CONSENT FOR PUBLICATION

Informed consent was obtained from all the participants.

AVAILABILITY OF DATA AND MATERIALS

Not applicable.

FUNDING

K. Iijima reports grants from Novartis Pharma K.K., grants from Japan Blood Product Organization, grants from AbbVie LLC, grants from JCR Pharmaceuticals Co., Ltd., grants from Daiichi Sankyo, Co., Ltd., grants from Teijin Pharma Ltd., grants from CSL Behring, grants from Novo Nordisk Pharma Ltd., grants from Air Water Medical Inc., grants from Astellas Pharma Inc., grants from Takeda Pharmaceutical Co., Ltd., grants from Taisho Toyama Pharmaceutical Co., Ltd., grants from Eisai Co. Ltd., grants from Biofermin Pharmaceutical Co., Ltd., from Zenyaku Kogyo Co., personal fees from Zenyaku Kogyo Co., Ltd., personal fees from Novartis Pharma K.K., personal fees from Chugai Pharmaceutical Co., Ltd., personal fees from Astellas Pharma Inc., personal fees from Springer Japan KK, personal fees from Meiji Seika Pharma Co., Ltd., personal fees from Asahi kasei Pharma Corporation, personal fees from Medical Review Co.,Ltd, personal fees from Nippon Boehringer Ingelheim Co ., Ltd., personal fees from Baxter Limited, personal fees from Ono Pharmaceutical Co., Ltd., personal fees from Sanwa Kagaku Kenkyusho Co.,Ltd., personal fees from Sanofi K.K., personal fees from Alexion Pharma LLC., personal fees from Kyowa Hakko Kirin Co., Ltd., outside the submitted work.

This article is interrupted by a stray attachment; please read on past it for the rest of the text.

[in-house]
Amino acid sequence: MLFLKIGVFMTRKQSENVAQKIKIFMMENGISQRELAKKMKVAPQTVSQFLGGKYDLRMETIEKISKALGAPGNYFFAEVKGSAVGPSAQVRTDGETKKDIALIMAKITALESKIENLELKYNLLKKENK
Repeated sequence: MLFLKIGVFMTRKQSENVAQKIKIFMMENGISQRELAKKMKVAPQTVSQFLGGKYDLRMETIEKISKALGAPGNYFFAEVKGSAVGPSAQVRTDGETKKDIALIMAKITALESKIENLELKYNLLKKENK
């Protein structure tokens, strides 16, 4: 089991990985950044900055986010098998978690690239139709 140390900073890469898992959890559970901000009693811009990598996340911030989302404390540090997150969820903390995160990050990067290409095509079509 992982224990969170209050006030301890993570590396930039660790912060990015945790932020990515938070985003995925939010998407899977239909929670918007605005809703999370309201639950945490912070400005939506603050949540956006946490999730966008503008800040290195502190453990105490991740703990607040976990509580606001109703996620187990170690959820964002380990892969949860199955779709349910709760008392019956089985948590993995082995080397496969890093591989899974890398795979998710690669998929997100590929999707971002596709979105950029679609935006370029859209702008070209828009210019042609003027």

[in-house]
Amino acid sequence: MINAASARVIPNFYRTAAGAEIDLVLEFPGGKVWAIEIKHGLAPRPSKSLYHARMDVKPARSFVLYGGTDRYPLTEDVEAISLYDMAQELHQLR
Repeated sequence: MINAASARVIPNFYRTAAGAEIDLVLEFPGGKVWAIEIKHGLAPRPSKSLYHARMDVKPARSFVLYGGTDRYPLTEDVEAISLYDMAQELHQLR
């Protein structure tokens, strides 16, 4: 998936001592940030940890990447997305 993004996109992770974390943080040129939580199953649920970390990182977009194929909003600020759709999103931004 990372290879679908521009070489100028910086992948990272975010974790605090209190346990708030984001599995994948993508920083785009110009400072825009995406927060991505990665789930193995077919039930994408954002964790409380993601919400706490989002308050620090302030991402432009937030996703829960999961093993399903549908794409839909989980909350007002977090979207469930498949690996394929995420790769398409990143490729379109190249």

CONFLICT OF INTEREST

Y. Inaguma, A. Shiratori, T. Nakagawa, K. Kanda, M. Yoshida, S. Hara, H. Kaito, K. Nozu, N. Yoshikawa and R. Tanaka declare that there is no conflict of interest in this study.

ACKNOWLEDGEMENTS

Declared none.